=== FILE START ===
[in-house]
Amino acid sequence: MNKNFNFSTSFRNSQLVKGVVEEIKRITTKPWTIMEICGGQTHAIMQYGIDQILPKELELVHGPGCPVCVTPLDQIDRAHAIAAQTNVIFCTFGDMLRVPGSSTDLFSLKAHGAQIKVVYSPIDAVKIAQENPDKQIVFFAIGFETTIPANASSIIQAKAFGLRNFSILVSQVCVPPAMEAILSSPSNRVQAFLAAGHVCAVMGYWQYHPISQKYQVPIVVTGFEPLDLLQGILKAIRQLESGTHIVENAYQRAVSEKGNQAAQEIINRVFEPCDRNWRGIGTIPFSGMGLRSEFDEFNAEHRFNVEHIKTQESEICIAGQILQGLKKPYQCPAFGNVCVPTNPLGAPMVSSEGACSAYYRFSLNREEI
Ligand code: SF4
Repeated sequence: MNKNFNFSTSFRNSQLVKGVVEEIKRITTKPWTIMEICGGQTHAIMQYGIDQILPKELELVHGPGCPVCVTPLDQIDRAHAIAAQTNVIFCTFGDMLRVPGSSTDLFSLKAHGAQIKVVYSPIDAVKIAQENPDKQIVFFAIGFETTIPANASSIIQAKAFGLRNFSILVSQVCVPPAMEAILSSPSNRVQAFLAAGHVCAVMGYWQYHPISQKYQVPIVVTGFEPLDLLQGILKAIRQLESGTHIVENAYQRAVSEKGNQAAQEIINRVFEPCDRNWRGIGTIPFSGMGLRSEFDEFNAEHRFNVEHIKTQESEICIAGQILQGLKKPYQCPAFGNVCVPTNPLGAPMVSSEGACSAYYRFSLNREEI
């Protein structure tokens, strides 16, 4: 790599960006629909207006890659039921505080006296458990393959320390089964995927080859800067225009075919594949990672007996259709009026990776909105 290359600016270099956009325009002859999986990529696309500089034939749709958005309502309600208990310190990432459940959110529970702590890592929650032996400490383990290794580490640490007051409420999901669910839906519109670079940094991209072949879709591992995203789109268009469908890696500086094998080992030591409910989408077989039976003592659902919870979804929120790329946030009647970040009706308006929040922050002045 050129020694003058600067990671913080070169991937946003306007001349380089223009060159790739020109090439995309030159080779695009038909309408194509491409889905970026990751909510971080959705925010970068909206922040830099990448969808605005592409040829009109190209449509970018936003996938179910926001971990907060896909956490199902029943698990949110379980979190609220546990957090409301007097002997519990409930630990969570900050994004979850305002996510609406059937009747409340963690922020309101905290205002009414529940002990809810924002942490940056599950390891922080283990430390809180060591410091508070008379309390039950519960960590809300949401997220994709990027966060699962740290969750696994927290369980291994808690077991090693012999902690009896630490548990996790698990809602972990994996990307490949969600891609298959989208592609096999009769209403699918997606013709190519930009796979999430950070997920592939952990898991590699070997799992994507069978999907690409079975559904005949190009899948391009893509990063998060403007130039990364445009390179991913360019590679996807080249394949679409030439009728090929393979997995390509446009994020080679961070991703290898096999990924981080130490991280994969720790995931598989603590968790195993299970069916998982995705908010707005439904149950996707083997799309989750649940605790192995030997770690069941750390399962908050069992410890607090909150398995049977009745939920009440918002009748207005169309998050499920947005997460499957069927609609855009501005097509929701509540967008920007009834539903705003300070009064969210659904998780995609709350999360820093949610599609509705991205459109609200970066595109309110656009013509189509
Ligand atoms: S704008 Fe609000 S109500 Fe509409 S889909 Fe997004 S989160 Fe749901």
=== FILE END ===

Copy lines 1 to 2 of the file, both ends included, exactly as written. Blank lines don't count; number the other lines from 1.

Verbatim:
[in-house]
Amino acid sequence: MNKNFNFSTSFRNSQLVKGVVEEIKRITTKPWTIMEICGGQTHAIMQYGIDQILPKELELVHGPGCPVCVTPLDQIDRAHAIAAQTNVIFCTFGDMLRVPGSSTDLFSLKAHGAQIKVVYSPIDAVKIAQENPDKQIVFFAIGFETTIPANASSIIQAKAFGLRNFSILVSQVCVPPAMEAILSSPSNRVQAFLAAGHVCAVMGYWQYHPISQKYQVPIVVTGFEPLDLLQGILKAIRQLESGTHIVENAYQRAVSEKGNQAAQEIINRVFEPCDRNWRGIGTIPFSGMGLRSEFDEFNAEHRFNVEHIKTQESEICIAGQILQGLKKPYQCPAFGNVCVPTNPLGAPMVSSEGACSAYYRFSLNREEI